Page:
Three In A Row

Hongyi Deng(hd294)

Chang Liu(cl2428)

Chengkun Shen(cs2327)


1. Design a robot that could play against a human on a real game board.

2. Experience with the design that involves multiple systems.

3. Have some fun.


The goal of this project was to design a human-machine interactive system with an implementation of a tiny game named “Three in a row”. The rule is very simple: the two players (in this case a human and this robot) take turns to place a piece on an empty cell in the 3x3 game board, and whoever gets three pieces in a row first wins the game. In the end, we have successfully built a robot that could recognize game on board and use a robotic arm to grab and place game pieces onto the board. Although it is not smart, at least it is able to give the user some fun.

System Overview

The system functionality involved three essential parts: board image processing using OpenCV, game play using AI, and robotic arm control using Inverse Kinematics. The work was distributed among two systems: we used the Raspberry Pi to perform image processing and the virtual game play, and an Arduino to control the robotic arm movement. The communication between two systems was achieved through the Serial USB connection.

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Figure 1. FSM diagram

The robot used a FSM based control as shown above in Figure 1. As shown on the diagram, when the game starts, the user will be prompted to place a piece on the board. After the user makes a movement, he/she will press a button to notify the system. As soon as the button is pressed, the camera will capture an image of the board. The captured image will then be processed by the Raspberry-Pi, and a command will be generated and sent to the Arduino as long as the user movement doesn’t lead to his/her winning. the Arduino will map the received command to a destination on the physical board, and control the robotic arm to pick up a piece and place it at the desired destination. Once the arm movement is done, the Arduino signals the Raspberry Pi, and if there’s still no winner and the board is not fill yet, the user will be prompted to make another movement. The game ends whenever one player wins the game, or the board is full.

Hardware Design

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Figure 2. Overview of the project

We spent some time searching for a decent looking container that could hold the entire setup appropriately and was stable enough. When we came across the wood crate in Walmart, we decided to use it as the base for our playground. We removed the original base and put the crate on its side, so that there were large openings on both new sides to allow a clear view of the system and make it easy for the user to put pieces onto the board. There were some additional advantages of the crate-based advantage. First, it has a ceiling where we could mount our camera and get a clear view of the game board; second, there were spaces between the wood pieces on the ceiling, so that we could place our Raspberry Pi on top of the box while keeping the camera inside, as the connecting cable could easily pass through a slit on the ceiling. This made it easier for us to debug the Raspberry Pi, and also made it possible for the system to convey messages to the user through the Pi-TFT screen and accept user inputs from buttons on the screen. A picture showing how we mount the camera is shown below in Figure 2.

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Figure 3. View of the ceiling from Inside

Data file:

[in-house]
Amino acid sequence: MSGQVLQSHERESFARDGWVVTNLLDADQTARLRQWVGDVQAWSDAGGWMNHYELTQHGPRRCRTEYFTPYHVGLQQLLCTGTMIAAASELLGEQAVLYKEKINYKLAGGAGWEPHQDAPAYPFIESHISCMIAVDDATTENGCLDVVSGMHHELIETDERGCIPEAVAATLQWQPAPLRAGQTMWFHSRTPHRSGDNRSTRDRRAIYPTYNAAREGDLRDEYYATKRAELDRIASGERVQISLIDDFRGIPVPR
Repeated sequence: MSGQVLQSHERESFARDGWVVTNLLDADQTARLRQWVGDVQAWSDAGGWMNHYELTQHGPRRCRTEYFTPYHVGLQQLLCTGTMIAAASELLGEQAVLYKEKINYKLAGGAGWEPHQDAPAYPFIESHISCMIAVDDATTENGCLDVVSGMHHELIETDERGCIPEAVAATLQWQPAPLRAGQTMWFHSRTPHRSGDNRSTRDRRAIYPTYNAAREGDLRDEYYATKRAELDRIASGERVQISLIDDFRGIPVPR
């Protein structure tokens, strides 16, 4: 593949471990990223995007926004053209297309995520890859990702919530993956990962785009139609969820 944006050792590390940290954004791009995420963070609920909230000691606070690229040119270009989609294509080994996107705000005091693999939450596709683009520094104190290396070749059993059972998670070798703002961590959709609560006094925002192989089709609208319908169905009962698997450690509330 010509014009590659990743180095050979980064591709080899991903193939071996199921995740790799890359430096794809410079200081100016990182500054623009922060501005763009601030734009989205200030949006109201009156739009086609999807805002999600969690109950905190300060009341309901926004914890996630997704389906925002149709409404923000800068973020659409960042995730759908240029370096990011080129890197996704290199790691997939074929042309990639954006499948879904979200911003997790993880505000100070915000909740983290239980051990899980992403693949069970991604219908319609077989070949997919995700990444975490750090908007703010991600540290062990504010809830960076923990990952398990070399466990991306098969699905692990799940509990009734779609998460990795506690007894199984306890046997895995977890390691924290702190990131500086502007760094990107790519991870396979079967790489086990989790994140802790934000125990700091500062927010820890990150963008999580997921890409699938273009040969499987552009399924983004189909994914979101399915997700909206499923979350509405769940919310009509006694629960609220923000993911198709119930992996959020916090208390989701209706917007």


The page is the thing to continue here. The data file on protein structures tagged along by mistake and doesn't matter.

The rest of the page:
The setup on the floor of the playground contained a 3x3 game board, a robotic arm to move the pieces, and an Arduino to control the servos on the robotic arms. Before designing these components, we should first decide on the selection of game pieces, which had impacts on the design specification of the other components. For the game pieces, we initially thought about using the traditional stones that were used for the Go games and Five-in-a-Row games. The problem with the Go stones was that they were round-shaped and were usually slippery, which made it hard to pick up if we use a claw-based robotic arm. The alternative solution we came up with was to use magnetic-based design. To be more specific, we decided to use steel-made game pieces, and use an electromagnet instead of a claw at the end of the robotic arm for pick-up and drop-off. We did some research and found that the Grove Electromagnet best fit our need, as it provided an appropriate amount of suction force, and had a well-designed breakout board to provide a stable support to the electromagnet and a nice interface to communicate with the Arduino controller. For the pieces, the most available thing to us that were made of steel and were suitable to be used as game pieces were the hex nuts. The issue with hex nuts was that they had holes in the center, and the hole diameter increased with the nuts size. The hex nuts that could be attracted by the electromagnet were too small to be used as a game piece, while the with the desired size had diameters larger than the diameter of the electromagnet coil, making it hard to be attracted. A final solution was to use small sized nuts, and add additional layers with suitable diameter.

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Figure 4. Game pieces

Coins were attached on the flat surfaces of the nuts, so that the whole piece was attractable by magnets because of the small hex nut in the center, and it looked more like a real game piece because of the larger size provided by the coins on the surfaces. We used two types of coins, penny and dime, as they have different colors which could be used to differentiate between the two players.

For the robotic arm, since we couldn’t find any designs within budget that could hold an electromagnet, we decided to use the MeArm v1.1, which was a mature claw-based arm design that was used widely for college design projects, and modify it to meet our need. Initially we tried to modify the CAD files and print it on our own, but then we realized that the mechanical designing process was too time consuming for unexperienced electrical engineering students. We ended up get the laser cut pieces of the original design, removed the claw during assembly, and taped our electromagnet onto it as an expediency. A close look of the end of arm is shown below in Figure 5. It looks quite sketchy. Given more time, we should redesign it to make it look better.